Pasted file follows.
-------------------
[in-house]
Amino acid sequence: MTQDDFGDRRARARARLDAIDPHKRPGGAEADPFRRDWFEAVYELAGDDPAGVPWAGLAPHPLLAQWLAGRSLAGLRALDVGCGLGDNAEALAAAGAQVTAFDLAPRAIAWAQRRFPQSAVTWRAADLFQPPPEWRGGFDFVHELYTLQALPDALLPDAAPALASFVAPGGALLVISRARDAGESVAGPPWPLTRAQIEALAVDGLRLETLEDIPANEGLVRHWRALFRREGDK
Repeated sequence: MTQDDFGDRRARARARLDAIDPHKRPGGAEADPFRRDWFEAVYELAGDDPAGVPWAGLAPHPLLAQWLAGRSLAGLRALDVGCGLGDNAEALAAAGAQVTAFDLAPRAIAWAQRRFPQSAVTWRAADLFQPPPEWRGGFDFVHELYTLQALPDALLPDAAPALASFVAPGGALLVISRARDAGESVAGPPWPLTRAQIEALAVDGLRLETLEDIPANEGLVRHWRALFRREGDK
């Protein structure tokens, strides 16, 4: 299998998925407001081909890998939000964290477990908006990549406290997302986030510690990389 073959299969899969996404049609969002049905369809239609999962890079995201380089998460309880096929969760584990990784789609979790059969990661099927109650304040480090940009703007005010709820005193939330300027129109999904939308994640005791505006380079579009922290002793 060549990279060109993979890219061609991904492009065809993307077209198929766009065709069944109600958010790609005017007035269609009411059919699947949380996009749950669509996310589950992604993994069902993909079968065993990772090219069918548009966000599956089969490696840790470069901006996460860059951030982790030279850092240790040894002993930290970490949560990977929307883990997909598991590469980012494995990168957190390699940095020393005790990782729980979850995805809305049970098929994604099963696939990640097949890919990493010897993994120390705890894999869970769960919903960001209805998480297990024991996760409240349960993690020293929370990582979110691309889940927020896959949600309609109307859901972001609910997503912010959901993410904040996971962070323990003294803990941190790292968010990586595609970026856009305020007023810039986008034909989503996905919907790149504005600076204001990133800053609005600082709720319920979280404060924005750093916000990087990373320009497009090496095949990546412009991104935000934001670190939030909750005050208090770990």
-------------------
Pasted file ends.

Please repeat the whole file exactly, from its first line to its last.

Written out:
[in-house]
Amino acid sequence: MTQDDFGDRRARARARLDAIDPHKRPGGAEADPFRRDWFEAVYELAGDDPAGVPWAGLAPHPLLAQWLAGRSLAGLRALDVGCGLGDNAEALAAAGAQVTAFDLAPRAIAWAQRRFPQSAVTWRAADLFQPPPEWRGGFDFVHELYTLQALPDALLPDAAPALASFVAPGGALLVISRARDAGESVAGPPWPLTRAQIEALAVDGLRLETLEDIPANEGLVRHWRALFRREGDK
Repeated sequence: MTQDDFGDRRARARARLDAIDPHKRPGGAEADPFRRDWFEAVYELAGDDPAGVPWAGLAPHPLLAQWLAGRSLAGLRALDVGCGLGDNAEALAAAGAQVTAFDLAPRAIAWAQRRFPQSAVTWRAADLFQPPPEWRGGFDFVHELYTLQALPDALLPDAAPALASFVAPGGALLVISRARDAGESVAGPPWPLTRAQIEALAVDGLRLETLEDIPANEGLVRHWRALFRREGDK
């Protein structure tokens, strides 16, 4: 299998998925407001081909890998939000964290477990908006990549406290997302986030510690990389 073959299969899969996404049609969002049905369809239609999962890079995201380089998460309880096929969760584990990784789609979790059969990661099927109650304040480090940009703007005010709820005193939330300027129109999904939308994640005791505006380079579009922290002793 060549990279060109993979890219061609991904492009065809993307077209198929766009065709069944109600958010790609005017007035269609009411059919699947949380996009749950669509996310589950992604993994069902993909079968065993990772090219069918548009966000599956089969490696840790470069901006996460860059951030982790030279850092240790040894002993930290970490949560990977929307883990997909598991590469980012494995990168957190390699940095020393005790990782729980979850995805809305049970098929994604099963696939990640097949890919990493010897993994120390705890894999869970769960919903960001209805998480297990024991996760409240349960993690020293929370990582979110691309889940927020896959949600309609109307859901972001609910997503912010959901993410904040996971962070323990003294803990941190790292968010990586595609970026856009305020007023810039986008034909989503996905919907790149504005600076204001990133800053609005600082709720319920979280404060924005750093916000990087990373320009497009090496095949990546412009991104935000934001670190939030909750005050208090770990």